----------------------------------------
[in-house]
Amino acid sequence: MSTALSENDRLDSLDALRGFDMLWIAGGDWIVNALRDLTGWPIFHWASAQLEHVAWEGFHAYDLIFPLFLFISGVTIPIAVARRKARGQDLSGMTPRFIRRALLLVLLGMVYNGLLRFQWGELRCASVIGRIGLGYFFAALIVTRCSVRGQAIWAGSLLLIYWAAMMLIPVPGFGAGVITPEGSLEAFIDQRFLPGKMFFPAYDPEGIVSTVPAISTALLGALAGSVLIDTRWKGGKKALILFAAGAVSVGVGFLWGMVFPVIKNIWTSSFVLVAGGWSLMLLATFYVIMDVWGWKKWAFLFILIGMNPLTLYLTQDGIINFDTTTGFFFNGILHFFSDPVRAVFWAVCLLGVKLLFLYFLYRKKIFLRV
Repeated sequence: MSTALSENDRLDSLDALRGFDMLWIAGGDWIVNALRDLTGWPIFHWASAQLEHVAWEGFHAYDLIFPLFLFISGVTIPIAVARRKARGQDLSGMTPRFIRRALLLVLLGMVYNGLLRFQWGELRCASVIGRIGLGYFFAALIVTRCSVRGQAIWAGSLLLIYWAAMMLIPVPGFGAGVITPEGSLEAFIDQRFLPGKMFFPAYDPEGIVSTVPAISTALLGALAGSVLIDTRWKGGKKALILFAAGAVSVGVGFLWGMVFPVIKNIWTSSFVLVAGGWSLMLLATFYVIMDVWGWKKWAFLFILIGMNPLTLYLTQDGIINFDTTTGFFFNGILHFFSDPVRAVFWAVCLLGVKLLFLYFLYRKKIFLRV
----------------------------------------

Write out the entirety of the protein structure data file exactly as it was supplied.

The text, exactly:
[in-house]
Amino acid sequence: MSTALSENDRLDSLDALRGFDMLWIAGGDWIVNALRDLTGWPIFHWASAQLEHVAWEGFHAYDLIFPLFLFISGVTIPIAVARRKARGQDLSGMTPRFIRRALLLVLLGMVYNGLLRFQWGELRCASVIGRIGLGYFFAALIVTRCSVRGQAIWAGSLLLIYWAAMMLIPVPGFGAGVITPEGSLEAFIDQRFLPGKMFFPAYDPEGIVSTVPAISTALLGALAGSVLIDTRWKGGKKALILFAAGAVSVGVGFLWGMVFPVIKNIWTSSFVLVAGGWSLMLLATFYVIMDVWGWKKWAFLFILIGMNPLTLYLTQDGIINFDTTTGFFFNGILHFFSDPVRAVFWAVCLLGVKLLFLYFLYRKKIFLRV
Repeated sequence: MSTALSENDRLDSLDALRGFDMLWIAGGDWIVNALRDLTGWPIFHWASAQLEHVAWEGFHAYDLIFPLFLFISGVTIPIAVARRKARGQDLSGMTPRFIRRALLLVLLGMVYNGLLRFQWGELRCASVIGRIGLGYFFAALIVTRCSVRGQAIWAGSLLLIYWAAMMLIPVPGFGAGVITPEGSLEAFIDQRFLPGKMFFPAYDPEGIVSTVPAISTALLGALAGSVLIDTRWKGGKKALILFAAGAVSVGVGFLWGMVFPVIKNIWTSSFVLVAGGWSLMLLATFYVIMDVWGWKKWAFLFILIGMNPLTLYLTQDGIINFDTTTGFFFNGILHFFSDPVRAVFWAVCLLGVKLLFLYFLYRKKIFLRV